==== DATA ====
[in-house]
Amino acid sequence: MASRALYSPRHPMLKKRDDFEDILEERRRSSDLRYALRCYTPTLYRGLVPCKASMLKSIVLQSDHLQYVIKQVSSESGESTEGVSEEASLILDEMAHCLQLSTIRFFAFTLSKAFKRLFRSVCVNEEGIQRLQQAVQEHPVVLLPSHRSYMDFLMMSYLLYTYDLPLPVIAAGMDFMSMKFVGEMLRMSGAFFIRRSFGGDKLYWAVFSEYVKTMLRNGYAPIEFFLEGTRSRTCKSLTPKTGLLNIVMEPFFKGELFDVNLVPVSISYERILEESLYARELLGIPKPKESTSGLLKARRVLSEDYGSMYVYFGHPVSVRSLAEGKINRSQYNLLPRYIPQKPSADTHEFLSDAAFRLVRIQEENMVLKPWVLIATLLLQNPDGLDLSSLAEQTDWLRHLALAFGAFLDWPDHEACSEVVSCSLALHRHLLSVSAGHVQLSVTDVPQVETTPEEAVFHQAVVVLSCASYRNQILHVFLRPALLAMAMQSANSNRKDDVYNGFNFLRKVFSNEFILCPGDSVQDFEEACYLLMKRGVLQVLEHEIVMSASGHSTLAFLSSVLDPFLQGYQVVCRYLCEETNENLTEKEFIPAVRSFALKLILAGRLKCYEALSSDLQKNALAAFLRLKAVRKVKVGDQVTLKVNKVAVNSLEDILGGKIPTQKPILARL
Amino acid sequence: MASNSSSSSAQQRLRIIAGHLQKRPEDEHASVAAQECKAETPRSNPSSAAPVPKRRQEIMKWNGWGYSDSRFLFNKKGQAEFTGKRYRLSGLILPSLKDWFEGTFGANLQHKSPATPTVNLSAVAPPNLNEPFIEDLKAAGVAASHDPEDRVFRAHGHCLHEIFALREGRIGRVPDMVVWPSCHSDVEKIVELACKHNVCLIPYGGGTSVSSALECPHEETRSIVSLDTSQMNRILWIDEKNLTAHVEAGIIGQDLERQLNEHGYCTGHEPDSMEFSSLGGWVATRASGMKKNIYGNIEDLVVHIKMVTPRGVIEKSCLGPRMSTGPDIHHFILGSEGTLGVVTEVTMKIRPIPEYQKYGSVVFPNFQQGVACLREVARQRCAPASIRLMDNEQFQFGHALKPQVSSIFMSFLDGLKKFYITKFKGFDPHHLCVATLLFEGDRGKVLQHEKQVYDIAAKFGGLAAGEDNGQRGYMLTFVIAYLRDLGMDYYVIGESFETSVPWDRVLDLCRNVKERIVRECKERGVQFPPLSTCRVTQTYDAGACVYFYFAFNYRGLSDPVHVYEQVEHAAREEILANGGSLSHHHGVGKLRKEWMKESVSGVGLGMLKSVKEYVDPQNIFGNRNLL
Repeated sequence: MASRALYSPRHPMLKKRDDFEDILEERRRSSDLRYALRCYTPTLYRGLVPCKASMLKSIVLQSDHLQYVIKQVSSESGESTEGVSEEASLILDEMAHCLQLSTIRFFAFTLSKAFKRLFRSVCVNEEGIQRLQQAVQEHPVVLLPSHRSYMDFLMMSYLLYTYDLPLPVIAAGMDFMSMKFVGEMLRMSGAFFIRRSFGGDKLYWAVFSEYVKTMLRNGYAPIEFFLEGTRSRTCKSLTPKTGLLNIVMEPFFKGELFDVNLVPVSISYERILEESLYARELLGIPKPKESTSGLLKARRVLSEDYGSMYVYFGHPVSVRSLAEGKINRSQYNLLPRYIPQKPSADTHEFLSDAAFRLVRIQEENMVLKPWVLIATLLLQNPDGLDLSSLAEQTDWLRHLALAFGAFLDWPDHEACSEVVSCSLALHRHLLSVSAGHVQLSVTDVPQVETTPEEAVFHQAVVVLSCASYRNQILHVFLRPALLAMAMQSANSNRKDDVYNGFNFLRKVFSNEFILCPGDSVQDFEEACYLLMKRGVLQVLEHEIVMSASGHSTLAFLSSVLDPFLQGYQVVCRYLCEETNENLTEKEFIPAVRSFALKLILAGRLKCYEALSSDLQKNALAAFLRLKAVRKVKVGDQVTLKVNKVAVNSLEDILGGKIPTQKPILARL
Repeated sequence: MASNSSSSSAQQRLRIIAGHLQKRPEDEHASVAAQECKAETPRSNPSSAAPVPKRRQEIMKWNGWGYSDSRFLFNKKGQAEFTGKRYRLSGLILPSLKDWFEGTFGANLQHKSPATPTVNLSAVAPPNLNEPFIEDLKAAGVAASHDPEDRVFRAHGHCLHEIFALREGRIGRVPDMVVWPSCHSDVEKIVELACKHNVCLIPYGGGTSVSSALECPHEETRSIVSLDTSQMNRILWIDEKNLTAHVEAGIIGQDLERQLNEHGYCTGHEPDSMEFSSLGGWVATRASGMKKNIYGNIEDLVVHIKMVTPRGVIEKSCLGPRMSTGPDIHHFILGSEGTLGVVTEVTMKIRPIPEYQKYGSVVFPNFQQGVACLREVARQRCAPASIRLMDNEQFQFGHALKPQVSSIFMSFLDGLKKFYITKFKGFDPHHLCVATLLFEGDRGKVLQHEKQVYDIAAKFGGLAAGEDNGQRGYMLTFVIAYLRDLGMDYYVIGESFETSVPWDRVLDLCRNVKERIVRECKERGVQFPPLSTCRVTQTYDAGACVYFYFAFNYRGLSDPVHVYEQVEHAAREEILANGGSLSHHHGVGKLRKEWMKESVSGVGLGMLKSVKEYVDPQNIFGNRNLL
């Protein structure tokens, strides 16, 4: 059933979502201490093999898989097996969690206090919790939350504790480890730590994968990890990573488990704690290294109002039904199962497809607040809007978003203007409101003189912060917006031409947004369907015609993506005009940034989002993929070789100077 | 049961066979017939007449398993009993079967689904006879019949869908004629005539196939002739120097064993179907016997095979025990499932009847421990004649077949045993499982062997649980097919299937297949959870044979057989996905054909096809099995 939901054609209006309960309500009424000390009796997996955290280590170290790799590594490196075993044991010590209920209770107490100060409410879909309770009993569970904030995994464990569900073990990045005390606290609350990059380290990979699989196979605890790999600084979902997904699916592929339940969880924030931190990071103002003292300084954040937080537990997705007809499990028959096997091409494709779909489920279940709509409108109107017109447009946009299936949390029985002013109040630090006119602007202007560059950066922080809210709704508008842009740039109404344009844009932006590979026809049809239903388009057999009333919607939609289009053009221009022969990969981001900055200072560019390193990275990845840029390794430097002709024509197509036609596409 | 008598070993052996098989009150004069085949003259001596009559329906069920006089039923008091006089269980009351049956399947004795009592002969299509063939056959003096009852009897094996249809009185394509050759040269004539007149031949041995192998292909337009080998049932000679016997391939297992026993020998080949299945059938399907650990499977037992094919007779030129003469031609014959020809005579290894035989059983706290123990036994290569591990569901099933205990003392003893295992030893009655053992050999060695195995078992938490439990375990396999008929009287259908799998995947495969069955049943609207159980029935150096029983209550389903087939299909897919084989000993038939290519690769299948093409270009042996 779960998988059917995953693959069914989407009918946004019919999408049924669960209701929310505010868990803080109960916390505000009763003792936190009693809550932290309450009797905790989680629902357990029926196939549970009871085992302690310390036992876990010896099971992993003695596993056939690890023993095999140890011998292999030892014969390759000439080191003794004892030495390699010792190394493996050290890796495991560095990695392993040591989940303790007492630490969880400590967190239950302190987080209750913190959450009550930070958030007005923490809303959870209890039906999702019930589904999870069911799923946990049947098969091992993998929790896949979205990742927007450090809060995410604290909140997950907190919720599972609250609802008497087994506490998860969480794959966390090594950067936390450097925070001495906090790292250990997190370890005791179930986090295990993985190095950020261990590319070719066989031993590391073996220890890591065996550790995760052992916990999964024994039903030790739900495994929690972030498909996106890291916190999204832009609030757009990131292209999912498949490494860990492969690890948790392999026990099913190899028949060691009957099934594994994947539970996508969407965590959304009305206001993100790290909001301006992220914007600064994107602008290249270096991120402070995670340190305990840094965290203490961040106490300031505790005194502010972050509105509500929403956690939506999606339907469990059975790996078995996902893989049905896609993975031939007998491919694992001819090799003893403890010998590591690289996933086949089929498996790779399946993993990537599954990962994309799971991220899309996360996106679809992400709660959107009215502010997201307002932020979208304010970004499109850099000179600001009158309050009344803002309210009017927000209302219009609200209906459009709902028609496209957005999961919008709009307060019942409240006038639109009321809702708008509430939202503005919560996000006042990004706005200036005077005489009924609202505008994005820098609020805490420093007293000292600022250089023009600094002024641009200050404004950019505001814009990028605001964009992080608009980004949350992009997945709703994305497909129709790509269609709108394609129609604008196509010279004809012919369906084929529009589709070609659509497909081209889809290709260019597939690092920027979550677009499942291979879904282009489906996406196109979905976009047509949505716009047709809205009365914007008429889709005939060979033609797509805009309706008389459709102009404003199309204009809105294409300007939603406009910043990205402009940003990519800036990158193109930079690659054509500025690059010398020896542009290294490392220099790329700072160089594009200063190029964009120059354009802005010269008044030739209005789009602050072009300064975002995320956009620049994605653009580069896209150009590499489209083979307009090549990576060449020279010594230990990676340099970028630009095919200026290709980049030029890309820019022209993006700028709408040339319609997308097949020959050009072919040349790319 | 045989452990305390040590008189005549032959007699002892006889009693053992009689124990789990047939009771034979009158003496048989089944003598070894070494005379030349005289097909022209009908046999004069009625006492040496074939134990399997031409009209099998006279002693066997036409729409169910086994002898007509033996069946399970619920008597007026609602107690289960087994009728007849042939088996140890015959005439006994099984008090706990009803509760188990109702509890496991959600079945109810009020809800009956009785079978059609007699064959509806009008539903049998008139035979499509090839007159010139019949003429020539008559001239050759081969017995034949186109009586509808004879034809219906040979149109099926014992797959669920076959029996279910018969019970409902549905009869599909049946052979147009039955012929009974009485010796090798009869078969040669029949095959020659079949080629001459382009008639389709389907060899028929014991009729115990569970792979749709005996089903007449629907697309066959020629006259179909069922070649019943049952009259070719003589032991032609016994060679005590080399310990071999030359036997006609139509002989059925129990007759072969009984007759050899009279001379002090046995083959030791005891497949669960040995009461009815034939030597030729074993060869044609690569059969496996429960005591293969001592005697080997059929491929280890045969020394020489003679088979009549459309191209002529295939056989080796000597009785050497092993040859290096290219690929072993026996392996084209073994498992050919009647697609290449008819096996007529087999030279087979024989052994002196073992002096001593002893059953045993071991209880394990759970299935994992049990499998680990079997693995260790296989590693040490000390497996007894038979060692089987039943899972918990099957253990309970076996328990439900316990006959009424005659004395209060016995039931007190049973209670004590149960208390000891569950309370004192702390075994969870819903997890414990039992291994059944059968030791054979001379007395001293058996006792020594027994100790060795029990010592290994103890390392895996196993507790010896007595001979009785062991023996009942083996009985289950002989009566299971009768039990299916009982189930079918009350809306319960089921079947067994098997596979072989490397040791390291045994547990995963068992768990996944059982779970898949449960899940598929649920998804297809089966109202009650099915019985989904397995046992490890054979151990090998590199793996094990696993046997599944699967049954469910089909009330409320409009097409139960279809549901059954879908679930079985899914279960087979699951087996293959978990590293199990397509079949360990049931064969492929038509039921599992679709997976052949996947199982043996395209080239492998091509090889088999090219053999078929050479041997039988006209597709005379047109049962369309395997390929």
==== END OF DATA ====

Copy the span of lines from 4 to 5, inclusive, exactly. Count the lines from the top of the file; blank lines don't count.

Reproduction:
Repeated sequence: MASRALYSPRHPMLKKRDDFEDILEERRRSSDLRYALRCYTPTLYRGLVPCKASMLKSIVLQSDHLQYVIKQVSSESGESTEGVSEEASLILDEMAHCLQLSTIRFFAFTLSKAFKRLFRSVCVNEEGIQRLQQAVQEHPVVLLPSHRSYMDFLMMSYLLYTYDLPLPVIAAGMDFMSMKFVGEMLRMSGAFFIRRSFGGDKLYWAVFSEYVKTMLRNGYAPIEFFLEGTRSRTCKSLTPKTGLLNIVMEPFFKGELFDVNLVPVSISYERILEESLYARELLGIPKPKESTSGLLKARRVLSEDYGSMYVYFGHPVSVRSLAEGKINRSQYNLLPRYIPQKPSADTHEFLSDAAFRLVRIQEENMVLKPWVLIATLLLQNPDGLDLSSLAEQTDWLRHLALAFGAFLDWPDHEACSEVVSCSLALHRHLLSVSAGHVQLSVTDVPQVETTPEEAVFHQAVVVLSCASYRNQILHVFLRPALLAMAMQSANSNRKDDVYNGFNFLRKVFSNEFILCPGDSVQDFEEACYLLMKRGVLQVLEHEIVMSASGHSTLAFLSSVLDPFLQGYQVVCRYLCEETNENLTEKEFIPAVRSFALKLILAGRLKCYEALSSDLQKNALAAFLRLKAVRKVKVGDQVTLKVNKVAVNSLEDILGGKIPTQKPILARL
Repeated sequence: MASNSSSSSAQQRLRIIAGHLQKRPEDEHASVAAQECKAETPRSNPSSAAPVPKRRQEIMKWNGWGYSDSRFLFNKKGQAEFTGKRYRLSGLILPSLKDWFEGTFGANLQHKSPATPTVNLSAVAPPNLNEPFIEDLKAAGVAASHDPEDRVFRAHGHCLHEIFALREGRIGRVPDMVVWPSCHSDVEKIVELACKHNVCLIPYGGGTSVSSALECPHEETRSIVSLDTSQMNRILWIDEKNLTAHVEAGIIGQDLERQLNEHGYCTGHEPDSMEFSSLGGWVATRASGMKKNIYGNIEDLVVHIKMVTPRGVIEKSCLGPRMSTGPDIHHFILGSEGTLGVVTEVTMKIRPIPEYQKYGSVVFPNFQQGVACLREVARQRCAPASIRLMDNEQFQFGHALKPQVSSIFMSFLDGLKKFYITKFKGFDPHHLCVATLLFEGDRGKVLQHEKQVYDIAAKFGGLAAGEDNGQRGYMLTFVIAYLRDLGMDYYVIGESFETSVPWDRVLDLCRNVKERIVRECKERGVQFPPLSTCRVTQTYDAGACVYFYFAFNYRGLSDPVHVYEQVEHAAREEILANGGSLSHHHGVGKLRKEWMKESVSGVGLGMLKSVKEYVDPQNIFGNRNLL